Quote of the Day

The fastest way to teach someone nothing is to try telling them everything.

— Susanna L. Harris on Twitter, quoting her plumber explaining why her pipes were making noise. His quote is true for all science communication.

## Introduction

I was listening to a podcast this week where I heard James Carville state that “18% of American’s can determine 52 senators.” I thought this was an interesting quote that I could have the students I tutor verify using Excel and Power Query. All of the data is available online and the problem has a relatively short solution.

For those who like to follow along, my Excel workbook is here.

## Background

The only background information that you need to verify this statement is that every state has two senators. To ensure that I have complete population data, I used 2019 census data.

## Analysis

### Approach

I will verify Carville’s statement using the following process:

- Download a list of US states with their populations into Power Query.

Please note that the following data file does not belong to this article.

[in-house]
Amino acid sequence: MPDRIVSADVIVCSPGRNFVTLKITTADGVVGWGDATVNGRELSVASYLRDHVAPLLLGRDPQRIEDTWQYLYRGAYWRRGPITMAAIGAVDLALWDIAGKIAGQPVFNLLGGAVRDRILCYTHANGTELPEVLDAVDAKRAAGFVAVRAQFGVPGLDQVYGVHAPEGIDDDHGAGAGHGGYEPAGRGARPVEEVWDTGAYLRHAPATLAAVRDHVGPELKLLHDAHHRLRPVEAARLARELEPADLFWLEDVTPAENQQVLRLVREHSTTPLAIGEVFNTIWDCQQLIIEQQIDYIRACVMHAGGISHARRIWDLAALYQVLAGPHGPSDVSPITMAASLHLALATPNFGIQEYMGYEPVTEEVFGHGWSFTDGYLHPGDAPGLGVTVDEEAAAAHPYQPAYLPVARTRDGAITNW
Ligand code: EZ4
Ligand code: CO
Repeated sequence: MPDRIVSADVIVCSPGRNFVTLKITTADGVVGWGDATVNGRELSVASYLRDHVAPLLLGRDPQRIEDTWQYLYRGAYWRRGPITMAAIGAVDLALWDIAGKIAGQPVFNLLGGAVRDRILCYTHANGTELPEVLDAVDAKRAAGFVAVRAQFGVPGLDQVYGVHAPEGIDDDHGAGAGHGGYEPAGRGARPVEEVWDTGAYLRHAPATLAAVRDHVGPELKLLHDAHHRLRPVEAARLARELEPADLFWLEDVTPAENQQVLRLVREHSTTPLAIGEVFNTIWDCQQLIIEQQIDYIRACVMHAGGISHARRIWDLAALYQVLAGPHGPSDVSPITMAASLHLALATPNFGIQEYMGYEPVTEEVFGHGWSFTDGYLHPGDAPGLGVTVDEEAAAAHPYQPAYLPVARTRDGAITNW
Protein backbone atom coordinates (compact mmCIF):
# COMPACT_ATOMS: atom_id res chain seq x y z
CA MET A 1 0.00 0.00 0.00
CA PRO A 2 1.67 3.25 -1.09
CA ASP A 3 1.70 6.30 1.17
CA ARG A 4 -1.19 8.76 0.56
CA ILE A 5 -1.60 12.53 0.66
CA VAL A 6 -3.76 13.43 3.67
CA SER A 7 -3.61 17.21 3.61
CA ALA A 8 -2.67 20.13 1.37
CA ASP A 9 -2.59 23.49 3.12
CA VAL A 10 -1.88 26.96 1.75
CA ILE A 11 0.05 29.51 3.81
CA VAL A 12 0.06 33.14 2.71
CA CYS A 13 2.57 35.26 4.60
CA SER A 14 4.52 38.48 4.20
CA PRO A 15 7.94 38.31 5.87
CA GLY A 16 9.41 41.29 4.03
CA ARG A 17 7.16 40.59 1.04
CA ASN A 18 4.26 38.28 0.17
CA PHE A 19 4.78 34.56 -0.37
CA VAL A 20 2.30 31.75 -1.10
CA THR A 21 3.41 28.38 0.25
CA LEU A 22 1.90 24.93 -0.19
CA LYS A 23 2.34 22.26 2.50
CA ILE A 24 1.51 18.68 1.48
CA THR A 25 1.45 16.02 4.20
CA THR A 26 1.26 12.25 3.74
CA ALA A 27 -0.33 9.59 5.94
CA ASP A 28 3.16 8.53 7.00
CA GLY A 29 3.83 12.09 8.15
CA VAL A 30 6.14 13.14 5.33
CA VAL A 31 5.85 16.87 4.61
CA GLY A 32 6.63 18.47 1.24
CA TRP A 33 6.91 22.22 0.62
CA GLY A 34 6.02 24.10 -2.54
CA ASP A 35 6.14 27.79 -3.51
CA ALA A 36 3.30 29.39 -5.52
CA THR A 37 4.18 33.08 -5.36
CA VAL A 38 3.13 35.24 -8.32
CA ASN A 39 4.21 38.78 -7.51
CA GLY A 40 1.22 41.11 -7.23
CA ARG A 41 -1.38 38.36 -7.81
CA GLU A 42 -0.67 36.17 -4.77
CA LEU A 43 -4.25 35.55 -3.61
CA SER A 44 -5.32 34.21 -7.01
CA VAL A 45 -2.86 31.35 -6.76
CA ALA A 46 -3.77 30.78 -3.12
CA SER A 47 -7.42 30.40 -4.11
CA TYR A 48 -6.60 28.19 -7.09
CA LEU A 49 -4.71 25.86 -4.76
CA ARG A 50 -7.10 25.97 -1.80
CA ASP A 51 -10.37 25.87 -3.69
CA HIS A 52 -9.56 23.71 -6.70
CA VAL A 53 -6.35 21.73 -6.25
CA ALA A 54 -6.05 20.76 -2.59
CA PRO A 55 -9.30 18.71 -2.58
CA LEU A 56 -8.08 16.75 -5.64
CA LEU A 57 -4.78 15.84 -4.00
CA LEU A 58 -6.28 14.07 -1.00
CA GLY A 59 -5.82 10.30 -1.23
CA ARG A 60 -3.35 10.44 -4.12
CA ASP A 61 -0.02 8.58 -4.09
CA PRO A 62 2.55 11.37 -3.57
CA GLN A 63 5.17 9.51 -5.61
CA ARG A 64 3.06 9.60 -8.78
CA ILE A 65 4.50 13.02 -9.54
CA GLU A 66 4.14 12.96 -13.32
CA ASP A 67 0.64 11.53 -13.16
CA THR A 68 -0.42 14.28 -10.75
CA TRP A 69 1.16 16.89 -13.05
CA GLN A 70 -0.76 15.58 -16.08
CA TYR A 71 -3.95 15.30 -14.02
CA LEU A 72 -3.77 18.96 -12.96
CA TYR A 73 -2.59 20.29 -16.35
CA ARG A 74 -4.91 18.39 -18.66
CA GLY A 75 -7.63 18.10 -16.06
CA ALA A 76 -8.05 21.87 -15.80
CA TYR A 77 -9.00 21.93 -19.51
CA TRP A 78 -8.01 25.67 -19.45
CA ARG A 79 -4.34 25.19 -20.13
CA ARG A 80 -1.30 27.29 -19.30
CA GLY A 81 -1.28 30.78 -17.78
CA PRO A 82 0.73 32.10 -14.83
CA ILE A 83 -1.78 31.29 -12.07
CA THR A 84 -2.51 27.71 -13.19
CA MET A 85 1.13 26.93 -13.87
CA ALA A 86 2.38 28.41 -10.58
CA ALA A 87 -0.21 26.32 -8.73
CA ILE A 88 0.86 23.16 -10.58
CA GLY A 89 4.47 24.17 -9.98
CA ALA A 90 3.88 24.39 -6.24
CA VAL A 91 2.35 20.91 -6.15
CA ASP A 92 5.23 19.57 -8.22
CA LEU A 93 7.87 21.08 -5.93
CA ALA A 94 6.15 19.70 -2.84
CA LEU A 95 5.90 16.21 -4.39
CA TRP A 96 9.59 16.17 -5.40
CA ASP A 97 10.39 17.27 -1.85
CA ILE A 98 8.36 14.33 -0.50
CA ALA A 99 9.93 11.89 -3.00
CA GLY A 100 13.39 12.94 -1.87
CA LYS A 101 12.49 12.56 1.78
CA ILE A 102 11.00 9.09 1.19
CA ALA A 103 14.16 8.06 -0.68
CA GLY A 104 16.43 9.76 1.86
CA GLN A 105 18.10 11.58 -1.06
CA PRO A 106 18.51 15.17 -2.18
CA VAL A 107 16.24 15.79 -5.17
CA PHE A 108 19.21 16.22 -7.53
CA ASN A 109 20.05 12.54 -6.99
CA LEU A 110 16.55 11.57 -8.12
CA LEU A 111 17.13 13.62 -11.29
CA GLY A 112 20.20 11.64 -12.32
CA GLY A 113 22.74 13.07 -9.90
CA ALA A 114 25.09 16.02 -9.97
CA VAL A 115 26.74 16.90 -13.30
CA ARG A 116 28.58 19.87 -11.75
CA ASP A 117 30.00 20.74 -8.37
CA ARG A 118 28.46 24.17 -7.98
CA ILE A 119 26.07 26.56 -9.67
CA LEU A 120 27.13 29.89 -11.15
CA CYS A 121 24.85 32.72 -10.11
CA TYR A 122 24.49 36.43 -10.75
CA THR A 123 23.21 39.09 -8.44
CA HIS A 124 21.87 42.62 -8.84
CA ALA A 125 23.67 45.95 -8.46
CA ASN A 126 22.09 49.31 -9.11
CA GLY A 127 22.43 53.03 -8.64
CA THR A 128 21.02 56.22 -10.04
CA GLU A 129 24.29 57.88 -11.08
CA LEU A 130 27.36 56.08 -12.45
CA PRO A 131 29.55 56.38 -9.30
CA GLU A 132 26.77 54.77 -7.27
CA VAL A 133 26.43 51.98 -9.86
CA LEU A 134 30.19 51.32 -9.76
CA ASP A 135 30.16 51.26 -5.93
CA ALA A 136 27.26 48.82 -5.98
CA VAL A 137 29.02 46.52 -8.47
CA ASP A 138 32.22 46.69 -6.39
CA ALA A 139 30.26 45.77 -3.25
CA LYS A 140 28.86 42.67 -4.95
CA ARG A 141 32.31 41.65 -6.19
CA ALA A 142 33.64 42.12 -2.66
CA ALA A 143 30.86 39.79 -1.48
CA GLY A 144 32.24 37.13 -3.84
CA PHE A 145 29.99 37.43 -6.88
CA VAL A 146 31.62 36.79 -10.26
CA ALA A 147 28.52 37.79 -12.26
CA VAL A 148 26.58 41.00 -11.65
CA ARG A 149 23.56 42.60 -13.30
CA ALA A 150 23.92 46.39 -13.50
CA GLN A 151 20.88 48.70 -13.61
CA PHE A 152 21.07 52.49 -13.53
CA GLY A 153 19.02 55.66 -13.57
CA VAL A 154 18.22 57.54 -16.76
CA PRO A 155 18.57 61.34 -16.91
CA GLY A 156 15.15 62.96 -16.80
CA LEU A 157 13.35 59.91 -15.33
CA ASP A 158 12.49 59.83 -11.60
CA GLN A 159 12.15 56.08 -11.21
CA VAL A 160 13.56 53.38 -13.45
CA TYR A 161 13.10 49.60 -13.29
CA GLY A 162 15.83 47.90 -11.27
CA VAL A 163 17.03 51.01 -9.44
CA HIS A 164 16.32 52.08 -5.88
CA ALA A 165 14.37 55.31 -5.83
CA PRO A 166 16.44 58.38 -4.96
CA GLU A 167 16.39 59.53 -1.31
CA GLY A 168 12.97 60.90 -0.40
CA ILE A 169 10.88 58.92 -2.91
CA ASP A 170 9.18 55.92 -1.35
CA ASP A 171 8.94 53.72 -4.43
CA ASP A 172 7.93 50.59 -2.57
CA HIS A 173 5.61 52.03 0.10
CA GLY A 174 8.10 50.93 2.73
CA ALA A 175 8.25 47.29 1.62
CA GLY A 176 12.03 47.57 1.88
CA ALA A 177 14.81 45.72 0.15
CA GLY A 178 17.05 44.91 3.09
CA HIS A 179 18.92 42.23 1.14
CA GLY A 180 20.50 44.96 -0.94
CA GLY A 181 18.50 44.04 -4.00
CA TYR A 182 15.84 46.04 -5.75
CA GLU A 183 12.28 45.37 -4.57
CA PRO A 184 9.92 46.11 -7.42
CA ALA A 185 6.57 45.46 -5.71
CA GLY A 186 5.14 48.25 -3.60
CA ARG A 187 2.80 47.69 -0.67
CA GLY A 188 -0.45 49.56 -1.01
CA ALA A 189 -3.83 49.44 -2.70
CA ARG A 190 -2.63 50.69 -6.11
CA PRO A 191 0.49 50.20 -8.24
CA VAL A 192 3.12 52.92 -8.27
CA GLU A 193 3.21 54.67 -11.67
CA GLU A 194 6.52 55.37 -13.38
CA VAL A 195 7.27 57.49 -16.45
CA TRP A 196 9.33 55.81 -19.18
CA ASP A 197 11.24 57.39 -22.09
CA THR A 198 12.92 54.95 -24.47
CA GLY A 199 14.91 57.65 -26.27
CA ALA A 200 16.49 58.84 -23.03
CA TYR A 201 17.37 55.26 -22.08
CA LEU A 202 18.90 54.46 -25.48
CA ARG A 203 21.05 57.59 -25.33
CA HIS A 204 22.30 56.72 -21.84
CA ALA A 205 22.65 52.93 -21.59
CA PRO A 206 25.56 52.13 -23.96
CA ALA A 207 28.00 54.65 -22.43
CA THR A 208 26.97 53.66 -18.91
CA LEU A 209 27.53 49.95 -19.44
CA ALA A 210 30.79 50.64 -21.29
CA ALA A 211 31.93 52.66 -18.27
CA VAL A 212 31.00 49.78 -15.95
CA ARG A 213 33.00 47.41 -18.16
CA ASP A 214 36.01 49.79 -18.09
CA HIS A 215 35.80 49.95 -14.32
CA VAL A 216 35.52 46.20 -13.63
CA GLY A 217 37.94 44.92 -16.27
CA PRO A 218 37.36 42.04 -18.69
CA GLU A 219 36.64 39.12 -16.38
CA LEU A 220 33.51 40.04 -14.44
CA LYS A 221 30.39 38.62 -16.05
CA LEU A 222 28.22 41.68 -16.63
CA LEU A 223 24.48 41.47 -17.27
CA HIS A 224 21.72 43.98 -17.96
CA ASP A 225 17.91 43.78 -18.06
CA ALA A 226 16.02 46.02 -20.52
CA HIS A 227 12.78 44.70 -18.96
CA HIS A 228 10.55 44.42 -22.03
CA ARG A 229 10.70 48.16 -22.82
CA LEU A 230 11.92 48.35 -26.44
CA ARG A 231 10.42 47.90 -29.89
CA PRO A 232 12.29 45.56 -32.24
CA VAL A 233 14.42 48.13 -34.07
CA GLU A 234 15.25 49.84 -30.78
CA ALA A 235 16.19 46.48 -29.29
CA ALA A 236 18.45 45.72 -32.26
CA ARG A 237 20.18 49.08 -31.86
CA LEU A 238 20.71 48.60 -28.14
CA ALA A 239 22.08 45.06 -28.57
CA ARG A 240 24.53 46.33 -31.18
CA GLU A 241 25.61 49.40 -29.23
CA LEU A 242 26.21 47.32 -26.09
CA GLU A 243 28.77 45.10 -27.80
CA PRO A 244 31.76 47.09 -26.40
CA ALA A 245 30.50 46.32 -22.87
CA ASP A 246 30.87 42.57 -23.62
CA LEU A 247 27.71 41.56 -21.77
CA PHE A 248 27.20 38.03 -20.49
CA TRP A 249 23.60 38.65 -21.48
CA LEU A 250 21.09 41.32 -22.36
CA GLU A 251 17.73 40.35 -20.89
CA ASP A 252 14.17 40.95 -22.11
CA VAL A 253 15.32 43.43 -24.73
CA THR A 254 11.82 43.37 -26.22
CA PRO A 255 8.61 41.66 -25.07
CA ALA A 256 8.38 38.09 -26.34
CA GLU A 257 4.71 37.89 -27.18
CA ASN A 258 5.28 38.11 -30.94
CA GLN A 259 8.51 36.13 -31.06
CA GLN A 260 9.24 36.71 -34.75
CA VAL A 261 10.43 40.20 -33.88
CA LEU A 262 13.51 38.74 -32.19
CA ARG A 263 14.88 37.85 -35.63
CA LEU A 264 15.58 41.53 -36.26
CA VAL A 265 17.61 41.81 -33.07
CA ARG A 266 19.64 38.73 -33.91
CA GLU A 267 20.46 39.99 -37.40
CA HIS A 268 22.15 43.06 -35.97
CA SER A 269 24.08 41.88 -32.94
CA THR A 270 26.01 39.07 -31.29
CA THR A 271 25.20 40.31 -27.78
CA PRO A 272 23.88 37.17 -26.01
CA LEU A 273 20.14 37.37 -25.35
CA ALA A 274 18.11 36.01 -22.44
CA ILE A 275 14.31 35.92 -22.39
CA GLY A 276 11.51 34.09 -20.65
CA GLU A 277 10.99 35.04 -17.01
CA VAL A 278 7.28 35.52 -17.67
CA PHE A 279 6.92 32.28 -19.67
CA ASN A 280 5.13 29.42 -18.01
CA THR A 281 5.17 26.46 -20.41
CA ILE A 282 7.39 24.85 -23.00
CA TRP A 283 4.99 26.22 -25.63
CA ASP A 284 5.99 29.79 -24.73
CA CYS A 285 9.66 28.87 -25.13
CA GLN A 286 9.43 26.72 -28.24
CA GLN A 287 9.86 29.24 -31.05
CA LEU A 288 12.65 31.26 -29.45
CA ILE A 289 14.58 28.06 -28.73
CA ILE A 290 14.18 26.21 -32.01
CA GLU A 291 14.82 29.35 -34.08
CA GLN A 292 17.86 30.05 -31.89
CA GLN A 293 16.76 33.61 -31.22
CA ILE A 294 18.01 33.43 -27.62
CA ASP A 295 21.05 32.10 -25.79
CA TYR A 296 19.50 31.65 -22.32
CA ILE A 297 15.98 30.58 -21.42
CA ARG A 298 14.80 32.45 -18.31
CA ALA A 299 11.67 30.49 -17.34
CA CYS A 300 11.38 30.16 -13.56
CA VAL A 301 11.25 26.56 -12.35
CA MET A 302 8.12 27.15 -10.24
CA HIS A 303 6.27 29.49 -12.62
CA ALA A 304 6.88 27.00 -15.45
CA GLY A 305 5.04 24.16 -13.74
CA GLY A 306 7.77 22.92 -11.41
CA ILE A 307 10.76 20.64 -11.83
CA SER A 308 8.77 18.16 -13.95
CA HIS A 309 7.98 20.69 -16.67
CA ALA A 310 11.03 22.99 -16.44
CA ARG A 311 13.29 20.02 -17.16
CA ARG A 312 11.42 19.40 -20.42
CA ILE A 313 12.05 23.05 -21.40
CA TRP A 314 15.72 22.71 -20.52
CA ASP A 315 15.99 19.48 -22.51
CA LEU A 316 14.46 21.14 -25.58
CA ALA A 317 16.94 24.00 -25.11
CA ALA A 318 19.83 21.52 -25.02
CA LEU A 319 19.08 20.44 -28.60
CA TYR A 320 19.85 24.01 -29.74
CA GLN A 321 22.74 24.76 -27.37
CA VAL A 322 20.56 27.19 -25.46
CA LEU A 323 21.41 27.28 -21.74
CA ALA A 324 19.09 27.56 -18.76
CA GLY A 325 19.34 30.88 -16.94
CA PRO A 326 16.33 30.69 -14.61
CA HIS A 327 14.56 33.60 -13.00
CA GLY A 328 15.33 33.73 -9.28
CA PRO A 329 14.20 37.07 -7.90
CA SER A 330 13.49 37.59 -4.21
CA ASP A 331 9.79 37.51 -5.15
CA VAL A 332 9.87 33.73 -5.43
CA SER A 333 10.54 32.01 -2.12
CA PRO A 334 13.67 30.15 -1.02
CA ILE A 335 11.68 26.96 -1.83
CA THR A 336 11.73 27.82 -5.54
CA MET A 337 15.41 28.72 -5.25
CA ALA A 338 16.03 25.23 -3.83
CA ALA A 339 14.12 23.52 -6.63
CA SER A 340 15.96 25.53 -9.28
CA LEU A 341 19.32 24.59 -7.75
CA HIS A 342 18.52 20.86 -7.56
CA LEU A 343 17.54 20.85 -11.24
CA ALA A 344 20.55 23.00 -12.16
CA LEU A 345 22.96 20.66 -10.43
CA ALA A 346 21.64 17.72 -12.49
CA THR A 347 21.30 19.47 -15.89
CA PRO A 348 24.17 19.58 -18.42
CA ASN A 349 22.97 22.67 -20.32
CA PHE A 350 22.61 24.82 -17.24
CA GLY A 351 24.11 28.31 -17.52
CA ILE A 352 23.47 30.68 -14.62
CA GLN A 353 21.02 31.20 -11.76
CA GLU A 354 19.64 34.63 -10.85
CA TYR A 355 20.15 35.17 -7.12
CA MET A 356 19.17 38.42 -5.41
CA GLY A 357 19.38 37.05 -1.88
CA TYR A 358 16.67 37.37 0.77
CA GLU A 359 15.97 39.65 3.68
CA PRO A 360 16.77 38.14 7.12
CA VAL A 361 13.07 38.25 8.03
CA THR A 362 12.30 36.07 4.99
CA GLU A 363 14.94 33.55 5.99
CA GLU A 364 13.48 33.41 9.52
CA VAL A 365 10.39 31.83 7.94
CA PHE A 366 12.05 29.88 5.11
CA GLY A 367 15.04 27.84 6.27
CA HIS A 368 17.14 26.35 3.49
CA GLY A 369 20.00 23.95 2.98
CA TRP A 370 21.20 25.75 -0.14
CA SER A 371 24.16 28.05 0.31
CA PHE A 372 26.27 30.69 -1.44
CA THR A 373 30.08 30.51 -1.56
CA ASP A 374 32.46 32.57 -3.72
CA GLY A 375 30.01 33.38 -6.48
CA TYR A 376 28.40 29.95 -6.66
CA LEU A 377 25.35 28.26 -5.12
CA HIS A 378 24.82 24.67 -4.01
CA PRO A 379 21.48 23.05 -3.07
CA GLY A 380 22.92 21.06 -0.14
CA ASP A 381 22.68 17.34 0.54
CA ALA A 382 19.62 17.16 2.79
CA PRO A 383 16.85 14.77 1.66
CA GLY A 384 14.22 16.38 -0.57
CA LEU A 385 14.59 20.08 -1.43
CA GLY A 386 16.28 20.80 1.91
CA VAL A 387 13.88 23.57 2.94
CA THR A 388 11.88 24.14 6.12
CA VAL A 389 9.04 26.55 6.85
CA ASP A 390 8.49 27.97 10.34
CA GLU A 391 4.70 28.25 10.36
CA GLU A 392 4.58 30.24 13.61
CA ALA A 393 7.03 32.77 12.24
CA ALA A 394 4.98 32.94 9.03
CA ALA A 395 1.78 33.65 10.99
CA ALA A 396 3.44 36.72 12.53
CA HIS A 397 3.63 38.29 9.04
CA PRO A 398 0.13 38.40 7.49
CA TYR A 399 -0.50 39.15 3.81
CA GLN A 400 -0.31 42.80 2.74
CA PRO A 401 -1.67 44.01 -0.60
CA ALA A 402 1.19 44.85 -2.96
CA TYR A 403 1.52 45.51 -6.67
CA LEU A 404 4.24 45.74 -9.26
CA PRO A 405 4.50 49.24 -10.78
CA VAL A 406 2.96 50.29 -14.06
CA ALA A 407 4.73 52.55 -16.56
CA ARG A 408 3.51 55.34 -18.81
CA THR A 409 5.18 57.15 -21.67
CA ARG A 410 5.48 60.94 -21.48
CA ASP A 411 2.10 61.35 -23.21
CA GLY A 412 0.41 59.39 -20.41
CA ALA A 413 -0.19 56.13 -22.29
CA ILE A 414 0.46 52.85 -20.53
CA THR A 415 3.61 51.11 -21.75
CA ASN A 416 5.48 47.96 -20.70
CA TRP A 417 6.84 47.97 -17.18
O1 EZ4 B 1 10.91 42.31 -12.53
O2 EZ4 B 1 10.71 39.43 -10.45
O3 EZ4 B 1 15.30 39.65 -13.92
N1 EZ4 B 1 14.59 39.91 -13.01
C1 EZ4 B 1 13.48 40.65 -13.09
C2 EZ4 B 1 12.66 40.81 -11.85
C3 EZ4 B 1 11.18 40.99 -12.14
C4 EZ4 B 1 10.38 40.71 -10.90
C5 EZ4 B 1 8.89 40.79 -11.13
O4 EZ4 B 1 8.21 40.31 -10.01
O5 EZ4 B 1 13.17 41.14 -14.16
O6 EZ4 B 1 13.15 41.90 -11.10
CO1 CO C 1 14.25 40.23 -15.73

- Insert the total population of the US for computing population percentages (this number includes the District of Columbia and territories that do not have senators).
- Convert the populations into percentages of the whole.
- Sort the list in ascending order of population percentage
- Look at the population percentage for the least populated 26 states = 52 senators

### Results

Figure 2 shows my spreadsheet results, which show that the 26 least populous states having 17.6% of the US population could determine control of the US Senate if they all voted the same way.

“18% of American’s can determine 52 senators.”

Ignores percent of Americans qualified to vote, percent registered to vote, as well as the percent who actually vote.

Keep in mind, while CA has the greatest number of Americans, it has 2 senators, 1/50th of the US Senate; WY, with <600K Americans has 2 senators, 1/50th of the US Senate.

This observation may exclude Senators from American possessions. Oh my!

I did not use Power Query or Excel to make this observation. Hell, I use a Mac. Bwa hahahaha.

In the UK there are 30 million voters, and it can be said provable, that the government changes hands on as a little as 500,000 voters changing their minds, if they are in the key marginal seats. There’s roughly 120 seats out of 628 that only really matter in determining who runs the country.

Interesting comment. I would like to know how many other countries have these issues. In the US, our politicians are very big on picking their voters rather than having voters pick them.